The cryo balloon comprises of a balloon on the end of a catheter which is inflated in the left atrium and then jammed in each of the pulmonary veins in turn. When the balloon is in the vein it is then frozen by passing gas through the catheter. Where the balloon is in contact with the vein it causes freezing of the tissue and cell death. This renders the tissue electrically inert. The damage caused by cryoablation is less traumatic than RF and therefore it is less likely to cause damage to the veins. Unsubstantiated claims that cryo is less likely to cause stroke have never been proven.
In addition cryoablation can be associated with damage to the nerve that stimulates the diaphragm (the phrenic nerve) but this does not usually cause symptoms and in all published reports has recovered within 12 months. The potential problem with cryoablation is that it only works if the balloon is in contact with the tissue and while the balloon is perfectly circular, the pulmonary veins are not. Therefore it is not uncommon for operators need to use an additional catheter at the end of the procedure (either cryo or RF) to close the gaps left by the balloon. Cryoablation is used by many centres because it is felt to be faster and safer, and good results have been published in non-randomised studies.
RADIOFREQUENCY CATHETER ABLATION
The most common method for AF ablation used today is to perform point-by-point RF ablation to create a wide encirclement of the veins.
Multiple randomised trials have shown that this technique is superior to drug therapy and therefore it is reasonable to use this as the gold standard to judge other therapies and techniques by. Alternative approaches have focused on using alternative energy sources, or technologies to make delivery of the RF easier.
CIRCULAR ABLATION CATHETERS
This is a system where the catheter is not bent by a puller wire inside the catheter and is floppy. The tip of the catheter has metal in it and strong magnetic fields are used to bend the catheter.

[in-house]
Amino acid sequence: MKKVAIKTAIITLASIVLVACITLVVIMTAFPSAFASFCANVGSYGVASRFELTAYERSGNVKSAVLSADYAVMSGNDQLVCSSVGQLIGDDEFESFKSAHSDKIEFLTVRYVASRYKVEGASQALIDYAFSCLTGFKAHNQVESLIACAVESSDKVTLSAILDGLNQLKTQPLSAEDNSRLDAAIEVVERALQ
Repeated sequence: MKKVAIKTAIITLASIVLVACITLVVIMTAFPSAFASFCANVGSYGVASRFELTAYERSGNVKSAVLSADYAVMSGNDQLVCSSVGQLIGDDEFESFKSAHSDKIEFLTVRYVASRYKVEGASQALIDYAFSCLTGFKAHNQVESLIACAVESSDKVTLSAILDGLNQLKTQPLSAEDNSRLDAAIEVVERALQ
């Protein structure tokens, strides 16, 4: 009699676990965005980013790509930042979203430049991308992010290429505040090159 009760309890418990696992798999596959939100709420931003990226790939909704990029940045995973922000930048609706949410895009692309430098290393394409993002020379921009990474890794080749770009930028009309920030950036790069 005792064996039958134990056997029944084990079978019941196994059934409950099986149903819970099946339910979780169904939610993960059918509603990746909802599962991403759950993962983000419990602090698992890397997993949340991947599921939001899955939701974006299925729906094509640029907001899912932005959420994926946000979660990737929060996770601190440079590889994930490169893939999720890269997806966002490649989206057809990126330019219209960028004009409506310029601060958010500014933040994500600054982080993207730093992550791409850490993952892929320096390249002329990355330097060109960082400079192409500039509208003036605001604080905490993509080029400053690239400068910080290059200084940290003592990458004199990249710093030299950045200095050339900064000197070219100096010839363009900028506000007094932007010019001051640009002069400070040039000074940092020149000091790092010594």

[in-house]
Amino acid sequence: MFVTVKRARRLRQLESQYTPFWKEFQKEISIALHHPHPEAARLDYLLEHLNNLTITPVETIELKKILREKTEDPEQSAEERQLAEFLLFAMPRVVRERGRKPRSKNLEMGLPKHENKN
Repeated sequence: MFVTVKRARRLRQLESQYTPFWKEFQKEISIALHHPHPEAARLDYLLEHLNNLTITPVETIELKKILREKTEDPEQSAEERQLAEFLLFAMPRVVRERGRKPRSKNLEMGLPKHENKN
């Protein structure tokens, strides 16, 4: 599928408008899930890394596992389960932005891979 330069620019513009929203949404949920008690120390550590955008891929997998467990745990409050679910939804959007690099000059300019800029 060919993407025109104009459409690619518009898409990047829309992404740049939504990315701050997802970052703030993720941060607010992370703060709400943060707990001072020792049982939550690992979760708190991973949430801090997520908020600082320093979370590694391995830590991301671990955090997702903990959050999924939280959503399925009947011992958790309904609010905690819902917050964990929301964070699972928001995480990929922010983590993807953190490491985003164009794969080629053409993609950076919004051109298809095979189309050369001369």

The catheter can be advanced using a motorised drive unit placed on the patient’s groin which allows the operator to control catheter movement from outside the catheter lab and away from x-rays. The advantage to this system is that perforation by the catheter seems very unlikely because the catheter is so floppy that it cannot be pushed through the heart wall.
Whether this is really an issue is not clear because although blood leaking out of the heart is a common complication of AF ablation this is rarely results from catheter perforation and may be related to the transseptal puncture required to access the left atrium with any technology, or as the result of an RF lesion causing perforation. Nevertheless the magnetic system allows precise manipulation of the catheter around the heart and therefore the potential for very accurate RF lesion placement.
One of the technical challenges has been to produce a cool-flow catheter that is sufficiently floppy to allow the magnets to manipulate it.
Cool flow describes a catheter where saline is passed down the central lumen of the catheter and sprayed out of the end over the catheter tip. This is generally used in AF ablation because we believe it may reduce the chances of blood clot formation on the catheter tip and therefore stroke (unproven in randomised trials).
The difficulty of maintaining the integrity of a central lumen used for the saline and making the catheter floppy has now been overcome and this catheter is now in use. This may however explain why magnetic navigation has been in clinical use for almost 10 years and no data demonstrating that it is effective for AF ablation have been published.
There are concerns that the magnets may not be able to bend the catheter with sufficient force to produce adequate RF lesions but this again is not substantiated.